For many folks, car camping means you are roughing it.
I’ve spent many a night outdoors lying uncomfortably in the dirt, just willing sleep to come as a partially re-hydrated meal digests in my stomach. I’ve been crammed into tents and slept with rocks digging into my hip bones. And, I’ve used a not-puffy-enough jacket as a pillow only to wake up with the inability to look over my right shoulder thanks to the kinks in my neck.
Despite all this, I have always loved camping. And luckily, I stuck with it long enough to learn a few camping hacks that have turned my terrible nights spent outdoors into comfortable and easy experiences. Once I amassed the right gear, learned that a little food prep goes a long way, and figured out just how much stuff I could pack into my car and not end up with a completely disorganized mess, spending a night car camping was as relaxing as a night I spent in my own home.
Read on for a few tips and tricks that you can add to your camping repertoire.
Dial in the Creature Comforts
Some campers like to bring everything but the kitchen sink while others prefer to bring only the essentials. I like to keep it simple while prioritizing sleeping well, eating well, and having fun.
Car camping is about checking your ego—if you know something will make you comfortable but aren’t sure if you will look outdoorsy or hardcore if you bring it, throw it in the car anyway. Camp slippers (okay, pink Crocs), lawn chairs, a hula hoop, a roomy, six person tent—these are all things that don’t look very elite like some of my backcountry camping gear but come with me every time I car camp.
Everyone has their own pastimes and comforts that can make or break a camping trip. Whatever it is, a ukulele or a board game, a fleece blanket or your old film camera, add it to the packing list if you are car camping and know you’ll have some down time on your hands.
Stay Warm, Stay Cozy
If you sleep cold or are worried about the weather, you can always throw in an extra blanket or purchase a puffy camp quilt, like these made by Therm-a-Rest.
If winds howl and the rain picks up while you are car camping, you can use your vehicle as a windbreak. I also always throw in some extra trash bags as a waterproof layer to keep my things dry and clean if it’s wet or damp. And pop-up tents aren’t just for shade, they also work well to keep the rain off the cooking area or even above your tent if you don’t trust your rain fly. The more tarps the better if weather is an issue. I use them to sit on and create makeshift shelters for eating and relaxing while camping.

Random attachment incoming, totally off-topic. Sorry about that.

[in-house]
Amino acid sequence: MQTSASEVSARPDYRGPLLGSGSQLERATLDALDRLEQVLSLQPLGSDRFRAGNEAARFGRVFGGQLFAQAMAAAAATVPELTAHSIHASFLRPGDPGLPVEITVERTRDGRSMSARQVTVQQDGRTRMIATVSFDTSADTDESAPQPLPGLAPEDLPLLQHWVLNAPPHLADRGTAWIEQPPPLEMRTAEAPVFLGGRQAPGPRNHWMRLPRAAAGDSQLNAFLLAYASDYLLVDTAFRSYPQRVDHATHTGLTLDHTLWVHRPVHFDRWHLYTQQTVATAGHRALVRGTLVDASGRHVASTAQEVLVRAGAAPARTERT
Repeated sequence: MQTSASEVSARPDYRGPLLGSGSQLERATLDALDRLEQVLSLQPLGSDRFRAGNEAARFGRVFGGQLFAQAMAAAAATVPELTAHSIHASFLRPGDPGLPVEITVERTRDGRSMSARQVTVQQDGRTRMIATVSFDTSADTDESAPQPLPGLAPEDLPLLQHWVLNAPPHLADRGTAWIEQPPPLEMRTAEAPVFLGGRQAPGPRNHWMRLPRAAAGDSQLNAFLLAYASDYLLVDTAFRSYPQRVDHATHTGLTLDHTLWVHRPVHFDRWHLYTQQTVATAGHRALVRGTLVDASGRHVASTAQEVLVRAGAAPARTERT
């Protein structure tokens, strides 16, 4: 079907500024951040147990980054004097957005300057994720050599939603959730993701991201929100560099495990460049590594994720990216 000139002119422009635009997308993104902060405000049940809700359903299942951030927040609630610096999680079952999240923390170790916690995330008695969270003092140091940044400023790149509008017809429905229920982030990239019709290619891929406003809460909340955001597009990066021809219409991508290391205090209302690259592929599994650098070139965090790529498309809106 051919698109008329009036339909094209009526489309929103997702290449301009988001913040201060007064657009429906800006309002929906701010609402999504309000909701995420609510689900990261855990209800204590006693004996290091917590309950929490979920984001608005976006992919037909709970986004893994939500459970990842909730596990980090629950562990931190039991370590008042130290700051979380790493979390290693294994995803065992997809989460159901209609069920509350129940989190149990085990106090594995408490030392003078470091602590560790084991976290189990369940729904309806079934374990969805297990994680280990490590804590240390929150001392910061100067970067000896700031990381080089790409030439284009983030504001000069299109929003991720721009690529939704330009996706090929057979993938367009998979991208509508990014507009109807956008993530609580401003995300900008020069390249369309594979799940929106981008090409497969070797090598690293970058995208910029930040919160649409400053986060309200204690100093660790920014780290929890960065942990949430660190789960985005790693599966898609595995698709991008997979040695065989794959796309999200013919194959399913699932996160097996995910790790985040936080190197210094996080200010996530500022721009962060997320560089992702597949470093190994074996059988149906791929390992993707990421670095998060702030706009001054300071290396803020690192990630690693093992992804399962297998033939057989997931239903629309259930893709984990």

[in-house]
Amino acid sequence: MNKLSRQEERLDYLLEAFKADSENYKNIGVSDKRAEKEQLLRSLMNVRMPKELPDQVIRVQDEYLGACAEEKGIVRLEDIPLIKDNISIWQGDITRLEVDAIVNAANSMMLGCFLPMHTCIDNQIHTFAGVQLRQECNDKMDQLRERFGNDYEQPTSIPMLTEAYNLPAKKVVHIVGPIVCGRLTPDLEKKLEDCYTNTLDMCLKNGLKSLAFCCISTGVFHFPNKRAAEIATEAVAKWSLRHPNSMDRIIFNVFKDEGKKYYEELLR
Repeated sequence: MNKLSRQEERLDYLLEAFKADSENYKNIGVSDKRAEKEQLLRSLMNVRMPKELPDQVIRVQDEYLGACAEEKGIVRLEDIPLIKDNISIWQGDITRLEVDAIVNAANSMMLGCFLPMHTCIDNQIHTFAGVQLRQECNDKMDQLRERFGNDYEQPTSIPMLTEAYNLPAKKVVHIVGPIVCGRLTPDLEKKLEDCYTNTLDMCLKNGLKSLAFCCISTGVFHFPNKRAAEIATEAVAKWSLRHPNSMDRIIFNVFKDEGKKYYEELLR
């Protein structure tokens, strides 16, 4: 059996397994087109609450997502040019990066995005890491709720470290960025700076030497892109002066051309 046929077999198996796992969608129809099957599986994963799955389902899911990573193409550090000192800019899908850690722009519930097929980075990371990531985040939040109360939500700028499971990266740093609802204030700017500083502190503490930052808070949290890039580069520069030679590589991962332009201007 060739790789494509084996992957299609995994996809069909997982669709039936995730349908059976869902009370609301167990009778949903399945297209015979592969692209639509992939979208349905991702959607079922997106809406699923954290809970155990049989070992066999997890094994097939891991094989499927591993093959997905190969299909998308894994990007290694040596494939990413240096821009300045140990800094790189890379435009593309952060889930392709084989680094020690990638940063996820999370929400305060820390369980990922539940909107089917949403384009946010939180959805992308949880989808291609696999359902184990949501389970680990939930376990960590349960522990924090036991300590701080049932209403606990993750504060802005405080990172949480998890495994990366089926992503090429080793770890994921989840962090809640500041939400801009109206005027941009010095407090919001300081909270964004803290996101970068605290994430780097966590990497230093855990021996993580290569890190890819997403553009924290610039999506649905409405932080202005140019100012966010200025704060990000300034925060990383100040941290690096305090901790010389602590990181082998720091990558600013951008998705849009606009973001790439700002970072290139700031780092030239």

Another way I keep warm when camping is to bring another layer of insulation to put between my body and the ground. I like to bring my yoga mat along and roll it out underneath my sleeping pad. It’s also nice to have it handy when I feel like stretching before bedtime after I’ve spent the day outside.
Speaking of sleeping pads—if you are more of a car camper than a backpacker, definitely invest in a cushy pad with foam as well as air. My friends who are river guides swear by a paco pad for any type of camping where you don’t have to hike everything in on your back. Check out this guide to different types of pads if you are in the market for a new one.
For me, the one thing that I’ve learned will make or break a night’s sleep is a pillow. I tried to tough it out for years without one before finally giving and investing in a camping pillow. I have also been known to grab one off the bed when I leave home, and it makes a world of a difference.
Stock Your Camp Kitchen
Setting up camp involves more than just pitching a tent, it’s also about preparing a good meal. If you are used to roughing it and packing light, throw everything you thought you knew about camp cooking out the window.
Keep all the smaller kitchen items like knives, cutting boards, wet wipes, spices, tea and instant coffee, and non-perishables like oatmeal and ramen in a plastic bin. I like to put Sriracha and other hot sauces in little plastic bottles and store them with my camping gear so they are ready to go when it’s time to pack the car.